I greet the bus driver with a cheery “good morning!”, as is the norm here in British Columbia, Canada rather than the head-down mutterings common in other countries at this early hour. Prior to becoming a geography and psychology student at the University of British Columbia, I had a set daily routine – which seemed to make life simpler. Routine at university is virtually impossible with varied deadlines and obligations throughout the term. However, a typical day for me goes something like this:
My morning routine has changed drastically over the years at university but now, in my third year, I like to think that I have finally mastered a somewhat consistent schedule. After the 10-minute ride on the 99 bus, I thank the driver – another wonderfully Canadian practice, and head to UBC’s gym for a workout before class. Breakfast varies, in terms of when, if, and what I eat.
My first lecture is at 9.30am in the geography building; it is on globalisation and is a relatively small class with about 50 students. I have this course twice a week and love it. This class finishes at 10.50am, allowing ten minutes to walk/jog/cycle to the next lecture. UBC’s Vancouver campus is located on the Point Grey peninsula, a stunning site jutting out into the ocean, so this can be an enjoyable commute.
Fortunately, my 11am, a course on environment and sustainability, is also in the geography building, so I simply have to change rooms. This lecture has approximately 200 students and is only 50 minutes long, but I have it three times a week. I then have a small break to eat lunch(more on that later) before my next class.
At 1pm I have my Spanish literature course in the arts building known as Buchanan. It’s a small class of only 20 students, lasting 50 minutes three times a week. You might be wondering why I am taking a Spanish literature course as a geography and psychology major. This is because, as an arts student at UBC, I have a literature requirement to fulfil, and I love Spanish so decided to combine the two. I love the range and flexibility of courses that you can take outside your major. Now it’s 1.50pm and I am done with classes for the day...except on Wednesdays, when I have a three-hour sports psychology lecture in the evenings.
The cost of studying at a university in Canada
Studying overseas: guide to Australia, Canada, the UK and the USA
A day in the life of a US university student
A day in the life of a university student in the UK
A day in the life of a student in Australia
Lunch – best part of the day!?
I try to save my wallet by bringing leftovers from dinner the night before. However, I still like to be sociable at lunch so I normally meet a friend in our student union building called the Nest. It’s called that because our mascot is the Thunderbird, so we have many bird-related puns on campus. If it’s a nice enough day (not raining), my friend and I will probably eat on the grassy mound just outside the Nest or we will venture to our campus beach.
If I have forgotten my lunch at home or was too busy (lazy?) to prepare food, I will grab a bite to eat at one of the many eateries in the Nest. My favorite place is Honour Roll sushi; it’s affordable and has delicious salmon/avocado and yam tempura rolls. If you enjoy sushi, Vancouver is the place to be – there are sushi restaurants everywhere and many are student (wallet) friendly.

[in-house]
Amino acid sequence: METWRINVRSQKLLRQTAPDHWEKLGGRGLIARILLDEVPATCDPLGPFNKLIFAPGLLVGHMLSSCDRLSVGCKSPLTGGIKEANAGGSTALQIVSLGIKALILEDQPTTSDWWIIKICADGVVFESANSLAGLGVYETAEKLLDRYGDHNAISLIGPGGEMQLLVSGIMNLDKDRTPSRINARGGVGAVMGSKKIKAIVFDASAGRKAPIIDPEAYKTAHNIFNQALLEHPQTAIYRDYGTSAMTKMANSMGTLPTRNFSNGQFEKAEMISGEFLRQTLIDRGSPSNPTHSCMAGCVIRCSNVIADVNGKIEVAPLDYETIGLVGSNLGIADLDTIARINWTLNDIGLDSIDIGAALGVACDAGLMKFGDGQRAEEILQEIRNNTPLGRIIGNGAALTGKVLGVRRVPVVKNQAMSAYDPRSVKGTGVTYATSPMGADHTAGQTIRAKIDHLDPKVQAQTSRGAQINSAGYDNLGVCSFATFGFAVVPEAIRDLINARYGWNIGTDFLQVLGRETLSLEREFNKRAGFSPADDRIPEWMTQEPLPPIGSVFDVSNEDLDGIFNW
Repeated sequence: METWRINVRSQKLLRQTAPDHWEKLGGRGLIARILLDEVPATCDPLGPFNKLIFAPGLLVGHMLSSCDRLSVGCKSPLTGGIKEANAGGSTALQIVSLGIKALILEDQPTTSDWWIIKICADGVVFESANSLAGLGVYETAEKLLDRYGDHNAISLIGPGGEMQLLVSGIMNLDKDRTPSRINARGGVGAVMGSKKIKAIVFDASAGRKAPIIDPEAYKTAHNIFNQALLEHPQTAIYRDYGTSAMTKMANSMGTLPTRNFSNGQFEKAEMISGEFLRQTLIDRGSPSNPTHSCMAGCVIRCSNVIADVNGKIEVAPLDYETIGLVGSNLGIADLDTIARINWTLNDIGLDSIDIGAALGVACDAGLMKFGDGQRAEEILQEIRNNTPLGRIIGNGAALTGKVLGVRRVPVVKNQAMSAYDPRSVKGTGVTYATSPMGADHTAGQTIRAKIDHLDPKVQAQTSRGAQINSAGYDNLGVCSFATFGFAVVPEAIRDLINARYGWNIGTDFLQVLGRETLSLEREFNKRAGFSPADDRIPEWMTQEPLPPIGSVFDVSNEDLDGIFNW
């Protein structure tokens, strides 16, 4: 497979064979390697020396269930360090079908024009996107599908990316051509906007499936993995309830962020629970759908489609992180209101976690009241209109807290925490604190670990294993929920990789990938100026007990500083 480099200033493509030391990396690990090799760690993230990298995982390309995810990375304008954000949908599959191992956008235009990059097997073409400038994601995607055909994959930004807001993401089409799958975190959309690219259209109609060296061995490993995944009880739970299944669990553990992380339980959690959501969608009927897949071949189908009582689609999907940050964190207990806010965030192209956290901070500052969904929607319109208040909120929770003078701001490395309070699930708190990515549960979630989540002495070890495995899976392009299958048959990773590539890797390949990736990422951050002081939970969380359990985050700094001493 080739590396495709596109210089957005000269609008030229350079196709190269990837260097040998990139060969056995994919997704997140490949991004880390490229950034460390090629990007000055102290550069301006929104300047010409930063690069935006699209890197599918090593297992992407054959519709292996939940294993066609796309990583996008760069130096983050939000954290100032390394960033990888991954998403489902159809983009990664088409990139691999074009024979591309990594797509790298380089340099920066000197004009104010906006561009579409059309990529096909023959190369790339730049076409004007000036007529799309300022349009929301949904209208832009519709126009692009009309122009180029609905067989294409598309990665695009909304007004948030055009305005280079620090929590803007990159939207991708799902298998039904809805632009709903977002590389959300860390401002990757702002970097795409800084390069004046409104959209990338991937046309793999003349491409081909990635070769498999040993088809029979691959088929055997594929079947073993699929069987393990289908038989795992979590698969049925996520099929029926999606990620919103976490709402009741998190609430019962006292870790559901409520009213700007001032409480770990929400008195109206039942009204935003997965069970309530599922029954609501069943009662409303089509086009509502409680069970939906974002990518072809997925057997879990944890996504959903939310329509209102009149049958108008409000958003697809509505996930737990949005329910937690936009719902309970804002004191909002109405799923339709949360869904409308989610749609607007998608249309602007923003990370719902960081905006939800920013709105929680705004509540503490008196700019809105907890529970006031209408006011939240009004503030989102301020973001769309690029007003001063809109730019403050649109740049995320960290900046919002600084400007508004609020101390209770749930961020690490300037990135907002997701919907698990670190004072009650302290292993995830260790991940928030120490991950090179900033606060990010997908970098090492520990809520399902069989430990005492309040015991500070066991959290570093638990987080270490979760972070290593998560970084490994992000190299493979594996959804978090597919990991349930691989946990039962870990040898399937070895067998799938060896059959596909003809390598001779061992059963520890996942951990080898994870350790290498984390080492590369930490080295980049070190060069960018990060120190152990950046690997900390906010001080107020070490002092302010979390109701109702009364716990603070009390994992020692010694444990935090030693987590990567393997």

Afternoons are usually my study time. Where I study depends on whether I am studying in a group or not; if studying solo, I enjoy the Hogwarts-like ambiance of the Irving K. Barber Learning Centre, our main library. But if I am studying with friends, we will most likely study in a coffee shop on campus because it’s a more noise-friendly environment.
However, my afternoons are not always dedicated to studying since I do have two campus jobs. As a UBC student ambassador, I give campus tours to prospective undergraduate students. My other job is working at UBC’s Alumni Centre as a secretary. Because UBC is my employer, it is flexible with my academic schedule and limits my number of hours per week. Many students don’t have jobs, but I chose to because I felt confident that I could balance the time commitment with my studies and wanted both work experience and money for travelling.
My evening schedule varies greatly, depending on the time of term and whether I have impending academic due dates. Some evenings consist of yoga, which declutters my head. Other evenings I will be having a laugh and playing board games with friends at a local bar. Sometimes I go for a long meditative run in the beautiful Pacific Spirit Regional Park or play football with my Intramurals team.
Also, most evenings involve lots of studying for my courses. And of course dinner, which is the time when my five housemates and I eat and talk together. It’s family time, a chance for us to share the highs and lows of the day and spend time with each other.
My bedtime used to vary a lot in first year, but as mentioned earlier, my schedule is more consistent this year with an approximate bedtime of 11pm. I think I am unusual in retiring this early, but sleep is crucial to my overall well-being and something I must prioritise because it impacts my day significantly.
This is why I start winding down for bed at approximately 10.30pm and am sound asleep by 11pm, ready for the next day when I leave my house, umbrella in hand (always, it’s Vancouver!) and walk for six minutes to catch the express bus to UBC, greeting the driver with a cheery “good morning!"
Read more: Best universities in Canada
Ever wondered what a typical day looks like for a student in Canada? Geography and psychology student Becky Bradley shares her daily routine at the University of British Columbia